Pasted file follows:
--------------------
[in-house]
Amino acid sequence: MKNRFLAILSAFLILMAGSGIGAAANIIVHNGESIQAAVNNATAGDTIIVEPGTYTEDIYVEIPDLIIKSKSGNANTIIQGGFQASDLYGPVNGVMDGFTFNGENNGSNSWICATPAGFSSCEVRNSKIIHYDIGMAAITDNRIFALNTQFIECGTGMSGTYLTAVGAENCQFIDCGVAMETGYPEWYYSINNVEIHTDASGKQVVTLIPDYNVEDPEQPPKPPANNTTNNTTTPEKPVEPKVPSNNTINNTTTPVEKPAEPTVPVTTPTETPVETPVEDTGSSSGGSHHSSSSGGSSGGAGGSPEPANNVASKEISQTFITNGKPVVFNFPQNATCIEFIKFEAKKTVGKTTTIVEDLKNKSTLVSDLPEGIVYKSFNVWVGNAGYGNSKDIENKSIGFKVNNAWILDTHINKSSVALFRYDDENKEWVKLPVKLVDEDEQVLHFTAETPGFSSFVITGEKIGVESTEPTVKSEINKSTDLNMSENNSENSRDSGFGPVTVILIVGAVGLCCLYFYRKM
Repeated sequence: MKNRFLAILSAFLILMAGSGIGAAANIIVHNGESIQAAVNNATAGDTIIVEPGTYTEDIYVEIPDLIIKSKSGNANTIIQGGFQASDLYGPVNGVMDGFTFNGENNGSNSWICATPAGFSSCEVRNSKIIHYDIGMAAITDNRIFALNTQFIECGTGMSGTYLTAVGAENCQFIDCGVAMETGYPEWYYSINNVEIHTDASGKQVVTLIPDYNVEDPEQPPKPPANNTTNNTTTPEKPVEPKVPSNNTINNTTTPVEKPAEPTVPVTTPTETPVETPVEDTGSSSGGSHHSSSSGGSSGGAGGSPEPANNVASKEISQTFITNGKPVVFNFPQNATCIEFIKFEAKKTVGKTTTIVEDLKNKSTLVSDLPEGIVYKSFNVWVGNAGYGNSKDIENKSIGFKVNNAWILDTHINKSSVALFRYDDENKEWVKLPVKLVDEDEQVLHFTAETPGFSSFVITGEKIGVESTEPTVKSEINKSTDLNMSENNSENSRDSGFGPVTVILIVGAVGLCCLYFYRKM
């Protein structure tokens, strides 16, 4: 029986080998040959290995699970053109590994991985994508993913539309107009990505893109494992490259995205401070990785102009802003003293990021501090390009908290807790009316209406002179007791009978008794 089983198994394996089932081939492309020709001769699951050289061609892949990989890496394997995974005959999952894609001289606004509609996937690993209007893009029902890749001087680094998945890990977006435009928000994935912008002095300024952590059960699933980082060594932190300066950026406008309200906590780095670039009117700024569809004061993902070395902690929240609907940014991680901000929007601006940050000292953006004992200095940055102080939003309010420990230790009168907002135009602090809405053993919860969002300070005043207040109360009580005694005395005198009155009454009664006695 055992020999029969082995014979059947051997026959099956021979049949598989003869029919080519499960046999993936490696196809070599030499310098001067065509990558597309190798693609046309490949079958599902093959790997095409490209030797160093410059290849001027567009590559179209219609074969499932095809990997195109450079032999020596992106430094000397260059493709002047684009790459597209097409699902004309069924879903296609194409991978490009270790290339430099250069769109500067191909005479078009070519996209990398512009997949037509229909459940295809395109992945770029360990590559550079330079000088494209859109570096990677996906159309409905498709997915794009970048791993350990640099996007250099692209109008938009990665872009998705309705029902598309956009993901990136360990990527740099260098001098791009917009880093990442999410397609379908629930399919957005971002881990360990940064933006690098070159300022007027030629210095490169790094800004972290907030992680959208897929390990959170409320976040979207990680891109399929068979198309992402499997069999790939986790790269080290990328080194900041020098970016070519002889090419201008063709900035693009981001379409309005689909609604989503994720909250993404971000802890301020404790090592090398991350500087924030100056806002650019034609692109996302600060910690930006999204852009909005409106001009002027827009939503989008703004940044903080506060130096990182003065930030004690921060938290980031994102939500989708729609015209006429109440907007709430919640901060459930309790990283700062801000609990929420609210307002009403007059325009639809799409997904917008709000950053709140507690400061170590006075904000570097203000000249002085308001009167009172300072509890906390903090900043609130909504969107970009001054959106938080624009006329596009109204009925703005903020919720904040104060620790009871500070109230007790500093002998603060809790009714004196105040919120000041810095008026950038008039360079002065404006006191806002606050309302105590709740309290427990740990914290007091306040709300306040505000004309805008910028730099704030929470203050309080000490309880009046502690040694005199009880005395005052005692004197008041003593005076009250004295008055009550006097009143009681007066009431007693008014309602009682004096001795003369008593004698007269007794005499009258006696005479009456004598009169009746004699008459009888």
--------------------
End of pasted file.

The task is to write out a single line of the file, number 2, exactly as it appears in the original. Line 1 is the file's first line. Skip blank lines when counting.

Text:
Amino acid sequence: MKNRFLAILSAFLILMAGSGIGAAANIIVHNGESIQAAVNNATAGDTIIVEPGTYTEDIYVEIPDLIIKSKSGNANTIIQGGFQASDLYGPVNGVMDGFTFNGENNGSNSWICATPAGFSSCEVRNSKIIHYDIGMAAITDNRIFALNTQFIECGTGMSGTYLTAVGAENCQFIDCGVAMETGYPEWYYSINNVEIHTDASGKQVVTLIPDYNVEDPEQPPKPPANNTTNNTTTPEKPVEPKVPSNNTINNTTTPVEKPAEPTVPVTTPTETPVETPVEDTGSSSGGSHHSSSSGGSSGGAGGSPEPANNVASKEISQTFITNGKPVVFNFPQNATCIEFIKFEAKKTVGKTTTIVEDLKNKSTLVSDLPEGIVYKSFNVWVGNAGYGNSKDIENKSIGFKVNNAWILDTHINKSSVALFRYDDENKEWVKLPVKLVDEDEQVLHFTAETPGFSSFVITGEKIGVESTEPTVKSEINKSTDLNMSENNSENSRDSGFGPVTVILIVGAVGLCCLYFYRKM